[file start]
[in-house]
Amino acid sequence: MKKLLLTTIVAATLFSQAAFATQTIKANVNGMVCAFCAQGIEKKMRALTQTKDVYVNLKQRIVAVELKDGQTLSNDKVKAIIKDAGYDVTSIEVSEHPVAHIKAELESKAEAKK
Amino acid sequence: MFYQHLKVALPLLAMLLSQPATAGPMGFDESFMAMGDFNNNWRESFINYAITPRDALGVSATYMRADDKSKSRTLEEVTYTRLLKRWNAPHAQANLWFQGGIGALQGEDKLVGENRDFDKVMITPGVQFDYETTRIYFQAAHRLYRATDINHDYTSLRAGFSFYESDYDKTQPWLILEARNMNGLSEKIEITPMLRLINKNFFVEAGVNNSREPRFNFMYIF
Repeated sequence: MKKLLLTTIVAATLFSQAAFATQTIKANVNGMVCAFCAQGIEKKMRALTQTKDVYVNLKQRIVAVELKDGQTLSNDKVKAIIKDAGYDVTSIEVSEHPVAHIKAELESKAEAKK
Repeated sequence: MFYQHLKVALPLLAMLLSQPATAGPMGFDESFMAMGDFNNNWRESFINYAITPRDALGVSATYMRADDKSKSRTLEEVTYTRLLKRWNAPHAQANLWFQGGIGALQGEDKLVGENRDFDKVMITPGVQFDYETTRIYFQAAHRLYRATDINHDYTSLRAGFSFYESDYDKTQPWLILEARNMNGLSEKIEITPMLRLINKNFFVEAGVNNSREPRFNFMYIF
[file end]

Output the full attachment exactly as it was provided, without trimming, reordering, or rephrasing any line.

[in-house]
Amino acid sequence: MKKLLLTTIVAATLFSQAAFATQTIKANVNGMVCAFCAQGIEKKMRALTQTKDVYVNLKQRIVAVELKDGQTLSNDKVKAIIKDAGYDVTSIEVSEHPVAHIKAELESKAEAKK
Amino acid sequence: MFYQHLKVALPLLAMLLSQPATAGPMGFDESFMAMGDFNNNWRESFINYAITPRDALGVSATYMRADDKSKSRTLEEVTYTRLLKRWNAPHAQANLWFQGGIGALQGEDKLVGENRDFDKVMITPGVQFDYETTRIYFQAAHRLYRATDINHDYTSLRAGFSFYESDYDKTQPWLILEARNMNGLSEKIEITPMLRLINKNFFVEAGVNNSREPRFNFMYIF
Repeated sequence: MKKLLLTTIVAATLFSQAAFATQTIKANVNGMVCAFCAQGIEKKMRALTQTKDVYVNLKQRIVAVELKDGQTLSNDKVKAIIKDAGYDVTSIEVSEHPVAHIKAELESKAEAKK
Repeated sequence: MFYQHLKVALPLLAMLLSQPATAGPMGFDESFMAMGDFNNNWRESFINYAITPRDALGVSATYMRADDKSKSRTLEEVTYTRLLKRWNAPHAQANLWFQGGIGALQGEDKLVGENRDFDKVMITPGVQFDYETTRIYFQAAHRLYRATDINHDYTSLRAGFSFYESDYDKTQPWLILEARNMNGLSEKIEITPMLRLINKNFFVEAGVNNSREPRFNFMYIF